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Are prosocially motivated employees more committed to their organization' The roles of supervisors’ prosocial motivation and perceived corporate social responsibility

Research paper by Bo Shao, Pablo Cardona; Isabel Ng; Raymond N. C. Trau

Indexed on: 21 Dec '17Published on: 01 Dec '17Published in: Asia Pacific Journal of Management



Abstract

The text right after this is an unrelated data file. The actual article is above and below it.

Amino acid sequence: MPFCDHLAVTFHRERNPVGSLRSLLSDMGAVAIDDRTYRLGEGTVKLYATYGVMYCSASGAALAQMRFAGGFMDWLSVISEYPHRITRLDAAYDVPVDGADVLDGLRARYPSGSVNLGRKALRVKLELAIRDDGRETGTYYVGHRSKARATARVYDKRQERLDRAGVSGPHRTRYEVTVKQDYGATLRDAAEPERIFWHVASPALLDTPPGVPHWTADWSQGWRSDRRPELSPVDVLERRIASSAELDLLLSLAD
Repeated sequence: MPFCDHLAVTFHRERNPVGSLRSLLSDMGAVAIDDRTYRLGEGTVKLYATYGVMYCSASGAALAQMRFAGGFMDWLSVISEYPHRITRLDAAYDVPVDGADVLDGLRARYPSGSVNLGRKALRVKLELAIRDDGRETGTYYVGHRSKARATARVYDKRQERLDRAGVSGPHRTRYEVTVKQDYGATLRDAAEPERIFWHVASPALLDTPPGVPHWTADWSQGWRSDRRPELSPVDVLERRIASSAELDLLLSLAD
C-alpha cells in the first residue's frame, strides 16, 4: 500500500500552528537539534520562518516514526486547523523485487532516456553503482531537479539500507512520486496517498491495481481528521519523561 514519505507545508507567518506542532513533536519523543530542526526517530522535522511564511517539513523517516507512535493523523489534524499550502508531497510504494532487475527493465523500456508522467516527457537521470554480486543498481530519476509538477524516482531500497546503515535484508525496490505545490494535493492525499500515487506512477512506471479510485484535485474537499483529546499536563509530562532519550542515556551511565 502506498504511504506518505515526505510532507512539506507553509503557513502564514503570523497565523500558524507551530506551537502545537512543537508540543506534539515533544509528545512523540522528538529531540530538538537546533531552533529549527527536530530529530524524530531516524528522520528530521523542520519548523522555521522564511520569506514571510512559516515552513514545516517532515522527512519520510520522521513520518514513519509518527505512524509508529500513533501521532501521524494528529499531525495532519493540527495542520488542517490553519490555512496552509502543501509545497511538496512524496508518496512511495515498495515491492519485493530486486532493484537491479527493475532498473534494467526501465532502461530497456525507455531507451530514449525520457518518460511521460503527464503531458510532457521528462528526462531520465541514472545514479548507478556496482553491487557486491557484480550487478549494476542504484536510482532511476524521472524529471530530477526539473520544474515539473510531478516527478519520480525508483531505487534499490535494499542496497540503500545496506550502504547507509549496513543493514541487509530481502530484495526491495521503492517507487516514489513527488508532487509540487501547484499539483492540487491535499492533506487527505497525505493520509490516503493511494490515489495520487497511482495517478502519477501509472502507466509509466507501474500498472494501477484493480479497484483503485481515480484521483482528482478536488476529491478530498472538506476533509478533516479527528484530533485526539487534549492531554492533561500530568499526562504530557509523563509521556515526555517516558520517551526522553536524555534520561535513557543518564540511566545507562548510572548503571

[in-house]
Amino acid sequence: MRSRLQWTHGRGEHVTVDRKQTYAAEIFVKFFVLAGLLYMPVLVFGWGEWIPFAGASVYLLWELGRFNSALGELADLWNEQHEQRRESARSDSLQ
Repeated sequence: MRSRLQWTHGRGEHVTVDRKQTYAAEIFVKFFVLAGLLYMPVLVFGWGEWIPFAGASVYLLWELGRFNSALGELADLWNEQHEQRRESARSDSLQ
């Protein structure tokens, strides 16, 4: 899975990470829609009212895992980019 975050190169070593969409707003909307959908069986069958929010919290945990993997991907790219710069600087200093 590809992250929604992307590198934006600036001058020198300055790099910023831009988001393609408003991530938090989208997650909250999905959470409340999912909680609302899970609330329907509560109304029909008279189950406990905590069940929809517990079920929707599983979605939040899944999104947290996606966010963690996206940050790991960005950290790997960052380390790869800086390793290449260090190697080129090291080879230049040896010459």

How to enhance prosocial employees’ commitment to their organizations is of both theoretical and practical importance. The present study argues that a high level of organizational commitment in prosocial employees is predicted by bipartite synergy between employees’ prosocial motivations and their supervisors’ prosocial motivations, between employees’ prosocial motivations and their organizations’ prosocial orientations, and tripartite synergy among all three. Polynomial regressions and hierarchical regression analyses are undertaken on data collected from a sample of 216 full-time employees in China. The results show that perceived fit between employees and supervisors’ prosocial motivations (i.e., person-supervisor [PS] fit) is positively related to employees’ organizational commitment (i.e., there is bipartite synergy between employees and supervisors’ prosocial motivations). Perceived corporate social responsibility (CSR) moderates the relationship between employees’ prosocial motivations and their organizational commitment such that when employees’ prosocial motivations and perceived CSR are both high (as opposed to when either or both are low), their organizational commitment is stronger (i.e., there is bipartite synergy between employees’ prosocial motivations and CSR). Furthermore, perceived CSR moderates the relationship between PS fit in relation to prosocial motivations and organizational commitment. Notably, organizational commitment is strongest when there is a strong alignment among employees’ prosocial motivations, supervisors’ prosocial motivations, and CSR (i.e., there is tripartite synergy among employees’ prosocial motivations, supervisors’ prosocial motivations, and CSR). The theoretical contributions and practical implications of this study are discussed.